We may not have a precise term for the celebrity reactor, but the lexicon of political ideologies does contain one entry that speaks to my concerns: reactionary. Dating back to the French Revolution, the term has been used to describe those on the right who go beyond the pragmatic, gradualist claims of conservatism in order to reject an entire social order in the name of a lost past. Where the conservative seeks to temper the ambitions of the progressive and to highlight contingent sources of social solidarity (such as religious community or cultural identity), the reactionary seeks a more wholesale reckoning with modernity, angrily stripping away its delusions and falsehoods. For the true reactionary, the establishment (as cherished by conservatives) is too weak, too complacent, to resist the threat of progressives and revolutionaries. A more aggressive right-wing agenda is needed, which would reverse not only the gains of the left, but the long decline of the establishment that opened the door to the left in the first place. For the reactionary, the ordinary conservative has been asleep at the wheel.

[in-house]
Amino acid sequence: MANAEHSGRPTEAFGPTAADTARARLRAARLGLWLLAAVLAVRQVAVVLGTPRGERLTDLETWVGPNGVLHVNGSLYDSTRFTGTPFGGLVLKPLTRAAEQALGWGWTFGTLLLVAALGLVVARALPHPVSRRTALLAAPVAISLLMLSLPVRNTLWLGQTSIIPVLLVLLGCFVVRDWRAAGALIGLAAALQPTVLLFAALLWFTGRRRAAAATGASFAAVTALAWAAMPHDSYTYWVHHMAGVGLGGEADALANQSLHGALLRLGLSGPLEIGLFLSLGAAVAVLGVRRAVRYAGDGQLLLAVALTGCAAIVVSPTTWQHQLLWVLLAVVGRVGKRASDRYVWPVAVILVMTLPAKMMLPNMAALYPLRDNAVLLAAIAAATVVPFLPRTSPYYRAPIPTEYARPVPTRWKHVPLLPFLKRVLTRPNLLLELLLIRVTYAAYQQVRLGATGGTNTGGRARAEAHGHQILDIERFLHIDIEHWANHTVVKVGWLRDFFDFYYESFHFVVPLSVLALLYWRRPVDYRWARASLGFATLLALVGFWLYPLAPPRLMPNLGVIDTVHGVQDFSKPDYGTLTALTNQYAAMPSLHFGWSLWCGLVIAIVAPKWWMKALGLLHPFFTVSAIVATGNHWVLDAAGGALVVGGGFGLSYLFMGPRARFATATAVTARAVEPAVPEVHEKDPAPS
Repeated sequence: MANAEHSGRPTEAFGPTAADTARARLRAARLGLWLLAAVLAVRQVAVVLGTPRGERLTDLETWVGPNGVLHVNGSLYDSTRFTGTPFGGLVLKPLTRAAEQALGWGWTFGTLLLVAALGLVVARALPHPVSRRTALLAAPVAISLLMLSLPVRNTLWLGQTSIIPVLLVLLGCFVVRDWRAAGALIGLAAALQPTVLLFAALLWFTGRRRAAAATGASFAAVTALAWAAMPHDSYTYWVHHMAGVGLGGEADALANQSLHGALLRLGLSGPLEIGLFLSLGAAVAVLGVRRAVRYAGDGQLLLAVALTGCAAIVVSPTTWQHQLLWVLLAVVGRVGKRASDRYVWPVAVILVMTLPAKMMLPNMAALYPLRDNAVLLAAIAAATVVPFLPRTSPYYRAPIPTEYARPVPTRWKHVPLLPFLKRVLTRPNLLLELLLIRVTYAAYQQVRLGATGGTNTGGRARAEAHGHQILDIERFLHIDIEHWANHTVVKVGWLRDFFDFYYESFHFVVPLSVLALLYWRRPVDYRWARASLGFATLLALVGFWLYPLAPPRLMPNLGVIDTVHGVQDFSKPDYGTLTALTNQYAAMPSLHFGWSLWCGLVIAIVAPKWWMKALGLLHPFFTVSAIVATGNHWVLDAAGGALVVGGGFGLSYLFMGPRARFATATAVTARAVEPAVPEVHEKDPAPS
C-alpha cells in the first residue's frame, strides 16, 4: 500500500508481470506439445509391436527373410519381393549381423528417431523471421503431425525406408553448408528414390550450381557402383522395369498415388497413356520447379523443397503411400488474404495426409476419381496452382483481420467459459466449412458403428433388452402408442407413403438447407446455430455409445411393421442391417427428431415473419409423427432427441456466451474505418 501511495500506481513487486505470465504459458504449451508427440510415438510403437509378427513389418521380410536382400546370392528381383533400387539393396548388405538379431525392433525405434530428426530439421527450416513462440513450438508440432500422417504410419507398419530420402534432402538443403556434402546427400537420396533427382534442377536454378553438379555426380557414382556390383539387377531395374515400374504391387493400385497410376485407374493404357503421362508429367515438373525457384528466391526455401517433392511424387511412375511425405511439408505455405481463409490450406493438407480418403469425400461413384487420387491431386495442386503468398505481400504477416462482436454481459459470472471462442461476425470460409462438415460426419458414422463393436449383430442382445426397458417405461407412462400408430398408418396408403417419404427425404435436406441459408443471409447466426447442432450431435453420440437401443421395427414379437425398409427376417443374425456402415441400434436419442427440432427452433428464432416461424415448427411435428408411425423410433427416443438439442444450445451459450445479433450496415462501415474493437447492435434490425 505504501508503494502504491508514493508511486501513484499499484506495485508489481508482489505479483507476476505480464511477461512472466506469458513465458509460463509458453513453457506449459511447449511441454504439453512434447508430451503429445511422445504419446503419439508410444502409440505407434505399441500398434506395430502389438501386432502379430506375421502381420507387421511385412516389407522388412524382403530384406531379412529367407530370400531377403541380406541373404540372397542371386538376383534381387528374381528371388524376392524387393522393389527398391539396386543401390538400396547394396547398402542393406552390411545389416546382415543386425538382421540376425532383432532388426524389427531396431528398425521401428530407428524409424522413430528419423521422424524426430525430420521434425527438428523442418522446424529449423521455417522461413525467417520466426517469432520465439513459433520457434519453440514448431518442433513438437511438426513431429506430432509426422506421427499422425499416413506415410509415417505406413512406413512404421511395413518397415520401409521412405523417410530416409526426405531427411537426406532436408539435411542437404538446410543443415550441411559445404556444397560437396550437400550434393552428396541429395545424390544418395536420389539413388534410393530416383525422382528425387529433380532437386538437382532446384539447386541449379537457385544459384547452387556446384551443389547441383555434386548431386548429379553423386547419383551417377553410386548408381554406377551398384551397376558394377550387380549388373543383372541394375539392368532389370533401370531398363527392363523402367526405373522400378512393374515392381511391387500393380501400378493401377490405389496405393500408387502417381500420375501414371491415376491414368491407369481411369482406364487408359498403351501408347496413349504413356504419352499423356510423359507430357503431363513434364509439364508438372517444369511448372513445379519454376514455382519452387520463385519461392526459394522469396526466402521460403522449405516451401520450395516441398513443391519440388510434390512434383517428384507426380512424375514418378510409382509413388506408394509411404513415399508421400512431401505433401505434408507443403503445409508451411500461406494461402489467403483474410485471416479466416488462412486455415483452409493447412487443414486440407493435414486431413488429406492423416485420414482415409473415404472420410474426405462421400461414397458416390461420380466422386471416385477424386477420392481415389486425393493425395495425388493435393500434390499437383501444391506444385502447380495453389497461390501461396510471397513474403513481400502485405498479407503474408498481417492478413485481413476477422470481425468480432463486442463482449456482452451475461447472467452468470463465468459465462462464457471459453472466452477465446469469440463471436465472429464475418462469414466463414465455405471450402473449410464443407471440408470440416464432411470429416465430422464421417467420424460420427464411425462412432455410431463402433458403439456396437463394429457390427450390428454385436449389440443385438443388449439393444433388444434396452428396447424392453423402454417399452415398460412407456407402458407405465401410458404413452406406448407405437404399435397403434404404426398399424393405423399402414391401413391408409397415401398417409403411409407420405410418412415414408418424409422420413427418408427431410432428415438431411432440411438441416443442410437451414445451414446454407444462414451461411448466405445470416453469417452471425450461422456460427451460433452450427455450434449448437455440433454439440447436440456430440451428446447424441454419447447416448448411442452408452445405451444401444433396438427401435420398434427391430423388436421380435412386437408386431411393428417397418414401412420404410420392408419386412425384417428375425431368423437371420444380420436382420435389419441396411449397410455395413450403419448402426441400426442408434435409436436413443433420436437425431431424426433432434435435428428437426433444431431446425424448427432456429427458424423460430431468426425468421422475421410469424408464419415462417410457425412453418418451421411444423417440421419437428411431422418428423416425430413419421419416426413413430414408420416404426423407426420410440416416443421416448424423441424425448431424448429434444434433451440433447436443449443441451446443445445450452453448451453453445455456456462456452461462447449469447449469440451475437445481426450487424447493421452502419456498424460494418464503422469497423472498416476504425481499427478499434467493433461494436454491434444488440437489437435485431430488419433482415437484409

Such a politics is only stirred into being thanks to the energies and actions of the left. Indeed, the reactionary shares with the revolutionary a sense of how much is at stake. There is a vitalism at work – perhaps even a proto-cybernetic imaginary – in which the energies and methods of the left are channelled into the right in the form of rage, revitalising something left dormant during long periods of stability. The trajectory is towards fascism, which has historically tended to originate in anti-communism. Part of political reaction is the psychological allure of heroic defeat, in which all the momentum and power is attributed to one’s opponents, yet one somehow clings on, still alive. Today, the reactionary right (think of Suella Braverman) thrives on the fantasy that we have suffered long decades of cultural victories for Marxists, Blairites, wokeism, feminism and critical race studies, forces which have controlled the government, multilateral institutions and above all universities, and that the active resistance has been reduced to a small band of guerrilla fighters, holed up in embattled newspapers and opaquely funded think tanks.